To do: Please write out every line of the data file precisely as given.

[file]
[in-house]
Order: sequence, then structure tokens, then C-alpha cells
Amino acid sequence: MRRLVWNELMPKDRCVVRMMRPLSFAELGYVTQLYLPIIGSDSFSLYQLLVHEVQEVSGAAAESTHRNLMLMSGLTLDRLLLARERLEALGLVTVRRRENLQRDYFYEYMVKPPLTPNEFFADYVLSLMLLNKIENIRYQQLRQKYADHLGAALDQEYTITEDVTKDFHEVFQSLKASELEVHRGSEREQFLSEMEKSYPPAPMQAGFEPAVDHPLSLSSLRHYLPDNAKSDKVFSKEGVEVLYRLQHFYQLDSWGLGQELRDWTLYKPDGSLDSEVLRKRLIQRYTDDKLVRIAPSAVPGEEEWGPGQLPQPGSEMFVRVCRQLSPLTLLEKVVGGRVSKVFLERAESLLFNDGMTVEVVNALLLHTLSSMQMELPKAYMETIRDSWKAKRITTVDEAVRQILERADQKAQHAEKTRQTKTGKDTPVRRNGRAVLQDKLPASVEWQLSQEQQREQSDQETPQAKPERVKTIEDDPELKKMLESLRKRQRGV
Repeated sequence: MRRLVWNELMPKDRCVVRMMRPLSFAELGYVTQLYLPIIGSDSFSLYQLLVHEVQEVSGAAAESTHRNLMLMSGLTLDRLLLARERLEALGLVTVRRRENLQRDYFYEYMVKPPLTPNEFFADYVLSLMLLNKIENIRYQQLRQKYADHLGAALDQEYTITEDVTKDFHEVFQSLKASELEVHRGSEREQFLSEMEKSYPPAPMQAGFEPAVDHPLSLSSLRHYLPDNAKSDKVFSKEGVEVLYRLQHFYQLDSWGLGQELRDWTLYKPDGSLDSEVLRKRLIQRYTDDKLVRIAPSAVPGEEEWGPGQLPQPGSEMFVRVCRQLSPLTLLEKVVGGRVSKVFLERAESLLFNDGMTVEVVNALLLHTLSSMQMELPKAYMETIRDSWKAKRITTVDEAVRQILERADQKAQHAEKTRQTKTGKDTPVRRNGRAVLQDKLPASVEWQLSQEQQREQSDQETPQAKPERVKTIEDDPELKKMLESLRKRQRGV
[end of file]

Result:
[in-house]
Order: sequence, then structure tokens, then C-alpha cells
Amino acid sequence: MRRLVWNELMPKDRCVVRMMRPLSFAELGYVTQLYLPIIGSDSFSLYQLLVHEVQEVSGAAAESTHRNLMLMSGLTLDRLLLARERLEALGLVTVRRRENLQRDYFYEYMVKPPLTPNEFFADYVLSLMLLNKIENIRYQQLRQKYADHLGAALDQEYTITEDVTKDFHEVFQSLKASELEVHRGSEREQFLSEMEKSYPPAPMQAGFEPAVDHPLSLSSLRHYLPDNAKSDKVFSKEGVEVLYRLQHFYQLDSWGLGQELRDWTLYKPDGSLDSEVLRKRLIQRYTDDKLVRIAPSAVPGEEEWGPGQLPQPGSEMFVRVCRQLSPLTLLEKVVGGRVSKVFLERAESLLFNDGMTVEVVNALLLHTLSSMQMELPKAYMETIRDSWKAKRITTVDEAVRQILERADQKAQHAEKTRQTKTGKDTPVRRNGRAVLQDKLPASVEWQLSQEQQREQSDQETPQAKPERVKTIEDDPELKKMLESLRKRQRGV
Repeated sequence: MRRLVWNELMPKDRCVVRMMRPLSFAELGYVTQLYLPIIGSDSFSLYQLLVHEVQEVSGAAAESTHRNLMLMSGLTLDRLLLARERLEALGLVTVRRRENLQRDYFYEYMVKPPLTPNEFFADYVLSLMLLNKIENIRYQQLRQKYADHLGAALDQEYTITEDVTKDFHEVFQSLKASELEVHRGSEREQFLSEMEKSYPPAPMQAGFEPAVDHPLSLSSLRHYLPDNAKSDKVFSKEGVEVLYRLQHFYQLDSWGLGQELRDWTLYKPDGSLDSEVLRKRLIQRYTDDKLVRIAPSAVPGEEEWGPGQLPQPGSEMFVRVCRQLSPLTLLEKVVGGRVSKVFLERAESLLFNDGMTVEVVNALLLHTLSSMQMELPKAYMETIRDSWKAKRITTVDEAVRQILERADQKAQHAEKTRQTKTGKDTPVRRNGRAVLQDKLPASVEWQLSQEQQREQSDQETPQAKPERVKTIEDDPELKKMLESLRKRQRGV